Students often ask me how I ended up where I am, what is the secret recipe.  They are convinced that my career must be the result of a perfectly laid out master plan and a bigger-than-life ambition.

And yet, my career, like the careers of pretty much everyone, has been nothing but a series of accidents: one after another, many happy accidents, some less so (I have my own share of failures to share!).

But here’s the catch, none of these accidents would have been possible without the education I received along the way.  Each course I took, each degree I received, each language I studied, opened up new doors, new options. At times I made decisions that were not conventional, that raised eyebrows and were questioned by people I respected and loved.  But each of those doors led to another wonderful chapter: new things to learn, new people to meet, new doors to be unlocked.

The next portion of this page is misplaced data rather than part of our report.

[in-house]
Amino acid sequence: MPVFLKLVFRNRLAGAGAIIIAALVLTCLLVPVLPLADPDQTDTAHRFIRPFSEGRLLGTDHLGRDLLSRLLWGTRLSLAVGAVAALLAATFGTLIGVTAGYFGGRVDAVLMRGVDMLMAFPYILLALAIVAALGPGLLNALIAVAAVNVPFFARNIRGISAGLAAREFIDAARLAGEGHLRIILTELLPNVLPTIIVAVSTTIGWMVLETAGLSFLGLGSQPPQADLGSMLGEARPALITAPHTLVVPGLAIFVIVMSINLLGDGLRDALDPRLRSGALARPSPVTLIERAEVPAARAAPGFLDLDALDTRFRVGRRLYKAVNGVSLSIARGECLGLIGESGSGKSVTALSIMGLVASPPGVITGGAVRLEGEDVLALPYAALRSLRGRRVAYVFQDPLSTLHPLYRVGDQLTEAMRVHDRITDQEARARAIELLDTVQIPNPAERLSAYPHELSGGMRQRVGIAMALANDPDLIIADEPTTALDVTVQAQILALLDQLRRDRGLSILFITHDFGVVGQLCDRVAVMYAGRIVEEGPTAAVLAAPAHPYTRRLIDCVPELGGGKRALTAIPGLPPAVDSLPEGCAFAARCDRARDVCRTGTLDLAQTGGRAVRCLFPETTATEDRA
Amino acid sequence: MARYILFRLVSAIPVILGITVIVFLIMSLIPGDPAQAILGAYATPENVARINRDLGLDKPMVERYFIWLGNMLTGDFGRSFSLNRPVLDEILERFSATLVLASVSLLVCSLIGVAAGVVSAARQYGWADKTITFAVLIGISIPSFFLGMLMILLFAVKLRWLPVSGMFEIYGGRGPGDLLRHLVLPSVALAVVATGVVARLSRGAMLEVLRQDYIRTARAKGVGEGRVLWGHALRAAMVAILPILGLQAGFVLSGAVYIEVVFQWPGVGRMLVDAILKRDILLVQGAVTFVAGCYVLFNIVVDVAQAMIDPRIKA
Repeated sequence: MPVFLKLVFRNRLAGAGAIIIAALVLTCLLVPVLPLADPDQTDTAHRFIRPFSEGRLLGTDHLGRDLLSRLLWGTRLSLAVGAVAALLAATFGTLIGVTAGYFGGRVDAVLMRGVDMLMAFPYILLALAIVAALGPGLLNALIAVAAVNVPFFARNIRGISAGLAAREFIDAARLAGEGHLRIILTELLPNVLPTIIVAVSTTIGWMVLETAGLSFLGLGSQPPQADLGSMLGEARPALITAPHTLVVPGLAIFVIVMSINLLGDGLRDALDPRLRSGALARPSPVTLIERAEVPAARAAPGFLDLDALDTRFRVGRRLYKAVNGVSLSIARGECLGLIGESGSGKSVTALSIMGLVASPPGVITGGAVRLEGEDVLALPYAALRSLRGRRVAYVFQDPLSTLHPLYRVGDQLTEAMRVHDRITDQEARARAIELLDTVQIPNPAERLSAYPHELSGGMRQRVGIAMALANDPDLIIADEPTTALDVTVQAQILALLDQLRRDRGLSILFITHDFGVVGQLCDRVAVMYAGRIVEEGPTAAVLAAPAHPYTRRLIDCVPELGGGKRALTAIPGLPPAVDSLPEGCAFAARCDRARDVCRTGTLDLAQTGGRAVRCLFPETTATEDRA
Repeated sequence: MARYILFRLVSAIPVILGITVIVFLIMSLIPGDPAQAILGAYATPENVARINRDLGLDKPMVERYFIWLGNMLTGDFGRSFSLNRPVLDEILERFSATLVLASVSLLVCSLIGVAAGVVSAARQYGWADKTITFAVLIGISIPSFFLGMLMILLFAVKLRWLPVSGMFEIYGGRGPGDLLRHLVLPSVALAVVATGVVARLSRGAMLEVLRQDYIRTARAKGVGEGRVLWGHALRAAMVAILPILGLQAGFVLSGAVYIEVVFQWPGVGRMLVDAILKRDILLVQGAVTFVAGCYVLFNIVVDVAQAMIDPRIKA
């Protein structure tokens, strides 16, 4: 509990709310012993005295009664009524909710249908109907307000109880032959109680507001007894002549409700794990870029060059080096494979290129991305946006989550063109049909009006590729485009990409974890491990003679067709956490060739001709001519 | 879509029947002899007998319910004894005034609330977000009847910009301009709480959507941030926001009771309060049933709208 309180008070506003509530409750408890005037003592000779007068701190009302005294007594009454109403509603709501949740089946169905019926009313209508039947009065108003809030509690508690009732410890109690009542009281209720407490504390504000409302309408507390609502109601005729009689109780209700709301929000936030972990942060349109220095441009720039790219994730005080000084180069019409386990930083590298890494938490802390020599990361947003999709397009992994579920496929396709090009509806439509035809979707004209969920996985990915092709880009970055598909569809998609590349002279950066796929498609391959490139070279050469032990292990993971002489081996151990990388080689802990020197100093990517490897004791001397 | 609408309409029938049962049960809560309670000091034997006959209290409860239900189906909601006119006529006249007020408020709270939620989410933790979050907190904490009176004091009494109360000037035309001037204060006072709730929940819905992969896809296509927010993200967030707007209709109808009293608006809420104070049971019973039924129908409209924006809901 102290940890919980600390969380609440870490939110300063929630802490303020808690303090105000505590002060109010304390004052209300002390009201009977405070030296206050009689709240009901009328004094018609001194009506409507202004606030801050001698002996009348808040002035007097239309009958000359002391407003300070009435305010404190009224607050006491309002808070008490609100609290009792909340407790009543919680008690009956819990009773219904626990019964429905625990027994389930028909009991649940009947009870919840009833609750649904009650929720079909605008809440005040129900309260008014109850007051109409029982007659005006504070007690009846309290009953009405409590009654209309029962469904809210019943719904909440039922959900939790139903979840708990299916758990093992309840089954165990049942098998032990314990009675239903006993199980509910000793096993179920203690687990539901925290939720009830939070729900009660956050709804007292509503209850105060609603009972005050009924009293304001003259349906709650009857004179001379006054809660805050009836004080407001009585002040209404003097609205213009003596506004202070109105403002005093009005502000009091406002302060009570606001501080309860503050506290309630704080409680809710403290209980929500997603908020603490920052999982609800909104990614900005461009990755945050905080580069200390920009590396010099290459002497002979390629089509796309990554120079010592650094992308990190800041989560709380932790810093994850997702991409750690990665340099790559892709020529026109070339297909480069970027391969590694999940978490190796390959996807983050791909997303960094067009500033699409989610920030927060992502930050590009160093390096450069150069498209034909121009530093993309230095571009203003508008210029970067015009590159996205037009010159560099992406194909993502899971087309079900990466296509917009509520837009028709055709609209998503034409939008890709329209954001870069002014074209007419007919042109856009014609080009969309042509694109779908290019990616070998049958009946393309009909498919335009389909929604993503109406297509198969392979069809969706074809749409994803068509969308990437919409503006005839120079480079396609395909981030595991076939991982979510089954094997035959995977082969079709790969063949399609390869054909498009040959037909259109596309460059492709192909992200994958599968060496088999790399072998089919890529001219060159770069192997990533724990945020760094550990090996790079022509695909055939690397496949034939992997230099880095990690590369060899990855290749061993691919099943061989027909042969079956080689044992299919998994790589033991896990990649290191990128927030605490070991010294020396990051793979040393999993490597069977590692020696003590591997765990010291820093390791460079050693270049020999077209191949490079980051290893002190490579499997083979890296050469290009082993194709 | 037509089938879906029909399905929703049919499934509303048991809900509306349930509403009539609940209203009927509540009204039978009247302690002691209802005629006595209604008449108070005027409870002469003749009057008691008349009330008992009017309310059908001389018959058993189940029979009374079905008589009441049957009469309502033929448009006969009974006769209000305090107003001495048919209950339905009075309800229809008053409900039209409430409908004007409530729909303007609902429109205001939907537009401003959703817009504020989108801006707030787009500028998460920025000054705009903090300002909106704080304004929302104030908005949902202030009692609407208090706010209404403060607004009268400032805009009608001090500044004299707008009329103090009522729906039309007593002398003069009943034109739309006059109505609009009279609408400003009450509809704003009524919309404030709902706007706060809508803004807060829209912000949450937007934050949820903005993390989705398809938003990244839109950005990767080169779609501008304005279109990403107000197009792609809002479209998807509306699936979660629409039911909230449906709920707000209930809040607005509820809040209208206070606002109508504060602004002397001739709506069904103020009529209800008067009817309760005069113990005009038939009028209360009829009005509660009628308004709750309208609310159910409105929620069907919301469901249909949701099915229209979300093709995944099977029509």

Only one generation separates that girl in the mountains of Extremadura, whose most exciting event of the year was to ride into town in a truck full of cattle, from my brothers and me.  One generation, loving parents, and good public education.

So, while it is true that education pays in economic terms, listen carefully. The real return of education is not cash but choices.

Keep studying, keep investing in yourself, and wonderful and surprising opportunities will open up.  Opportunities that you cannot even imagine now.  Opportunities that will make you freer to decide for yourself and your family.

The motto of George Mason University consists of two simple but profound words: “Freedom and Learning”. Today’s degree will make most of you a bit wealthier and a bit happier, but most important of all it will make you a bit freer.

Let’s now start thinking about what our second degree will be.  But in a few years, when life smiles at you and people ask you how you did it, remember that it all started at NOVA.

Congratulations and all the best to all.

 

 

Write to Ángel Cabrera at president@gmu.edu